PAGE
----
Monday, October 10, 2011

the know-nothings take aim at education...,

NYTimes | Representative Michele Bachmann promises to “turn out the lights” at the federal Education Department. Gov. Rick Perry calls it unconstitutional. Newt Gingrich, the former House speaker, would allow it to live but only as a drastically shrunken agency that mainly gathers statistics.

Even Mitt Romney, who in 2008 ran for president defending No Child Left Behind, the federal law that vastly expanded Washington’s role in public schools, now says, “We need to get the federal government out of education.”

For a generation, there has been loose bipartisan agreement in Washington that the federal government has a necessary role to play in the nation’s 13,600 school districts, primarily by using money to compel states to raise standards.

But the field of Republican presidential candidates has promised to unwind this legacy, arguing that education responsibilities should devolve to states and local districts, which will do a better job than Washington.

It can seem like an eon has passed since George W. Bush aspired to be the “education president.” Mr. Bush’s prized No Child Left Behind law used billions of dollars of federal aid to compel schools to raise student achievement on standardized tests.

President Obama’s own signature education initiative, Race to the Top, similarly used federal money to leverage change that many Republicans had long endorsed — charter schools and teacher evaluations that tied effectiveness in the classroom to tenure.

But now, the quest to sharply shrink government that all the Republican candidates embrace, driven by the fervor of the Tea Party, has brought a sweeping anti-federal government stance to the fore on education, as in many other areas.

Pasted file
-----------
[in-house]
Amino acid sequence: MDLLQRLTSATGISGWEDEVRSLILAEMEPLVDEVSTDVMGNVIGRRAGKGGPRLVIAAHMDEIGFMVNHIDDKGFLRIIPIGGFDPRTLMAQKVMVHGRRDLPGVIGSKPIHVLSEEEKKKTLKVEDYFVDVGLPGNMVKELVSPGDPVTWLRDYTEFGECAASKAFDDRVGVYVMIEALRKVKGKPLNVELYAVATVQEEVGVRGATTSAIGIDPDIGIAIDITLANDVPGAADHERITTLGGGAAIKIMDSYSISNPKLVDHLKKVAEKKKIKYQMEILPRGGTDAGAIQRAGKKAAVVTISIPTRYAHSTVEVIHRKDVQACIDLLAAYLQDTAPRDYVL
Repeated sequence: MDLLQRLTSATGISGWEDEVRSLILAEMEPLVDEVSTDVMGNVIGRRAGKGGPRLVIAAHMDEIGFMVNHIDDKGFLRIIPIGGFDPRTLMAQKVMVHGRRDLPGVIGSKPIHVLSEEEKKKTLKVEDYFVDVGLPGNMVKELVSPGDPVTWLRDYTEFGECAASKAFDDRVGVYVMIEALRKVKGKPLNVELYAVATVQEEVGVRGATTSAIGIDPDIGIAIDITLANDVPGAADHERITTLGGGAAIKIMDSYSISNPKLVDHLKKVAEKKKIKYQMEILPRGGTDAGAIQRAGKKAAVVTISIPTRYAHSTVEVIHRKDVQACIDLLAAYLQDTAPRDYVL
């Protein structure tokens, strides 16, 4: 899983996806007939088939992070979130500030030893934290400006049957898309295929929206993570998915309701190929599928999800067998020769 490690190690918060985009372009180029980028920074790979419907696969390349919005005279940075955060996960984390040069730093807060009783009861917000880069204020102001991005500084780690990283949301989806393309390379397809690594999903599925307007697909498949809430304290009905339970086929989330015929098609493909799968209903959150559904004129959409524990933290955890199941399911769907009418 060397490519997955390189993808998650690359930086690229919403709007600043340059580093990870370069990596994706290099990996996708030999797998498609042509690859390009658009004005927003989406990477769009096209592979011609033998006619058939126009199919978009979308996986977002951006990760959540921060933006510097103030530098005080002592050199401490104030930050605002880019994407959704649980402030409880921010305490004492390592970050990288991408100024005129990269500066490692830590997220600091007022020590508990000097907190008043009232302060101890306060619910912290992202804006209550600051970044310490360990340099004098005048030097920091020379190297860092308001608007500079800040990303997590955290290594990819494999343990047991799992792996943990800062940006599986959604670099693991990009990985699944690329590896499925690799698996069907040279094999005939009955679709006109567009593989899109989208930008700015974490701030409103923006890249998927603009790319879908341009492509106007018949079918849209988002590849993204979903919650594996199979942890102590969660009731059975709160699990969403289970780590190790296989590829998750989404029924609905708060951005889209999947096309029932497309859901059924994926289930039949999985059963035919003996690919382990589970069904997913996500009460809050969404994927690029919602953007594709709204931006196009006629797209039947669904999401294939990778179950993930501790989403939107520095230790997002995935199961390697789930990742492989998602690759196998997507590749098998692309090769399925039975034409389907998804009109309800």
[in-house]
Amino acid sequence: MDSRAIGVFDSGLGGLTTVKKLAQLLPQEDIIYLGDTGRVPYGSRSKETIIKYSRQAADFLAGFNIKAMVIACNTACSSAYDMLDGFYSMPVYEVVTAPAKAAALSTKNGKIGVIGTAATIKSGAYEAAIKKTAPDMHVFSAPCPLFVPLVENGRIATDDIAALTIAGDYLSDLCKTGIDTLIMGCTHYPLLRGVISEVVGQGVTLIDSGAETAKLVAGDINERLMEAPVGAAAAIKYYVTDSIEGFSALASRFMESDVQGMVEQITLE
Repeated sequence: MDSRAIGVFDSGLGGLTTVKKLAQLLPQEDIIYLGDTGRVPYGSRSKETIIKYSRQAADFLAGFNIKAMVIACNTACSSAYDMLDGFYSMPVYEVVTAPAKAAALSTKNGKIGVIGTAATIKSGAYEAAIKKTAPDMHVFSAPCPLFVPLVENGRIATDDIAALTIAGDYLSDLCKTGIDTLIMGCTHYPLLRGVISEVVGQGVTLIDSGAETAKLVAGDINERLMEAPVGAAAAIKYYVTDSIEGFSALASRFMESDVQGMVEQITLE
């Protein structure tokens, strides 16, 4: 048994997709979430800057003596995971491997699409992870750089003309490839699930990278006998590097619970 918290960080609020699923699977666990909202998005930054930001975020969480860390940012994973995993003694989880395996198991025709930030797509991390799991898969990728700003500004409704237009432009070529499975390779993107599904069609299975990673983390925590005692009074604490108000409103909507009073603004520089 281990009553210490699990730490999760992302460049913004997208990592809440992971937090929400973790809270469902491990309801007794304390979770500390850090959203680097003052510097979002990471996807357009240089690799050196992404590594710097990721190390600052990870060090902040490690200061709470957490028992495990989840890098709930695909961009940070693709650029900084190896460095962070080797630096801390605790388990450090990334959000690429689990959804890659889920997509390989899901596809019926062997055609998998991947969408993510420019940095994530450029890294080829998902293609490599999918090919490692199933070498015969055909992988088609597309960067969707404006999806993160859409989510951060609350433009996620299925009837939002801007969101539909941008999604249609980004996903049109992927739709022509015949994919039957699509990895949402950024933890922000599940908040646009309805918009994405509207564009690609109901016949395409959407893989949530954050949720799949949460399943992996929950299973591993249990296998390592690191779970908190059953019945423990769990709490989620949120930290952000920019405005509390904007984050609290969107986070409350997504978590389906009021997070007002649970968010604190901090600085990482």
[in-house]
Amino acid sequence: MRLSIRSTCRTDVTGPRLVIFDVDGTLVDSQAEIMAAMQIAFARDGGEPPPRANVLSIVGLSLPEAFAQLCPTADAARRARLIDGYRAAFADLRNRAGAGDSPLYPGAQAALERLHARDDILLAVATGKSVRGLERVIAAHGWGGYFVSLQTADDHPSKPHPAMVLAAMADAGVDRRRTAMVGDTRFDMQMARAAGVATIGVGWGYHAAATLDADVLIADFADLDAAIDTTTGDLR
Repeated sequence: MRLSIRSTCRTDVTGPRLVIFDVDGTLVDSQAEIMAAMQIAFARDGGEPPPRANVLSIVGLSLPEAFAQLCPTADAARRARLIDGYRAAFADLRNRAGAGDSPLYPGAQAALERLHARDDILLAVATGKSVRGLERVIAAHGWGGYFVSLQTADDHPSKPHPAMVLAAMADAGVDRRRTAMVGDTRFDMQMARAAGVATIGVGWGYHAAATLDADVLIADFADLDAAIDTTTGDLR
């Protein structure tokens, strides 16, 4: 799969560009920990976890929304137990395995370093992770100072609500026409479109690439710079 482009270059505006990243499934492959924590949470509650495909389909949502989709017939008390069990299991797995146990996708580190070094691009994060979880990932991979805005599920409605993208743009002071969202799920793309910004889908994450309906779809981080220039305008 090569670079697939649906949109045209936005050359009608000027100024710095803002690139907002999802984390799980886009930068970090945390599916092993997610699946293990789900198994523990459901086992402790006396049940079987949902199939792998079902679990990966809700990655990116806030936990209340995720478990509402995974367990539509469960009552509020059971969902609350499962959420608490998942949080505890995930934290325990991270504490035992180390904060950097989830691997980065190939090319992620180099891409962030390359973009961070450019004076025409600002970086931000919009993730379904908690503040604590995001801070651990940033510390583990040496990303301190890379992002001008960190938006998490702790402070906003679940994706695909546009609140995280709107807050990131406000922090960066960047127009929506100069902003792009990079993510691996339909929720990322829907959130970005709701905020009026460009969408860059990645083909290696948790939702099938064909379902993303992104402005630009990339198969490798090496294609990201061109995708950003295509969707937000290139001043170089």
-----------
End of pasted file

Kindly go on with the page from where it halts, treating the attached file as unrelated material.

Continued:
The question is whether states and local districts, without Washington’s various carrots and sticks, will continue to raise academic standards and give equal opportunity to traditionally ignored student populations.

“People want government money, they want higher standards, they want greater accountability,” said Chester E. Finn Jr., president of the Thomas B. Fordham Institute, a conservative-leaning education policy group, who was an education official in the Reagan administration. “None of those things in most places comes from local control.”

So far, the candidates have not been specific about what a drastically reduced federal role would look like. Education has not become a major issue, and when candidates do address it, they tend to paint the Education Department with the same broad brush used to criticize Mr. Obama for what they see as government overreach on health care, Wall Street reform and the environment.

Tom Luna, the elected superintendent of schools in Idaho, said Washington’s oversight of education is different from health care or environmental regulations. The Education Department dispenses a large share of its billions of dollars to states and local districts on the condition that they uphold two pillars of national law — that students who are economically disadvantaged and students who are disabled get extra classroom enrichment.


nanakwame said...

Yes a long time demand. And of course, supremacy have always been on its fringes. Catholics had 13 years and a man, then all you once. Now we are creating info-gathering human/computers, longer time almost 23 years old. Guess the superfluousness will have to go up, on the base line of inadapated-to-ness. It is quite interesting Doc, quite so.  

umbrarchist said...

Cheap computers and the Internet and Michael Hart have provided options which did not exist in 2000.

Who is Michael Hart?  The founder of Project Gutenberg.  Sure he founded it in 1971 but 40 years ago computers were very expensive and by 2001 there were only 3,000 works in the Project.  But now there are 36,000.  That still raises the question of how much is worth reading.  I would only recommend 25% of the science fiction.

So with cheap computers:

Coby Kyros 7015

or not quite so cheap computers:

HTC Flyer Full Review

So there is lots of free stuff to read outside of school.  And the school material is so intellectually stultifying.

A Short History of the World by H. G. Wells

All Day September  by Roger Kuykendall

Eight Keys to Eden  by Mark Clifton

Star Surgeon by Alan E. Nourse

Cost of Living by Sheckley Robert

Subversive  by Reynolds Mack

Black Man's Burden by Mack Reynolds

Border, Breed Nor Birth, by Dallas McCord Reynolds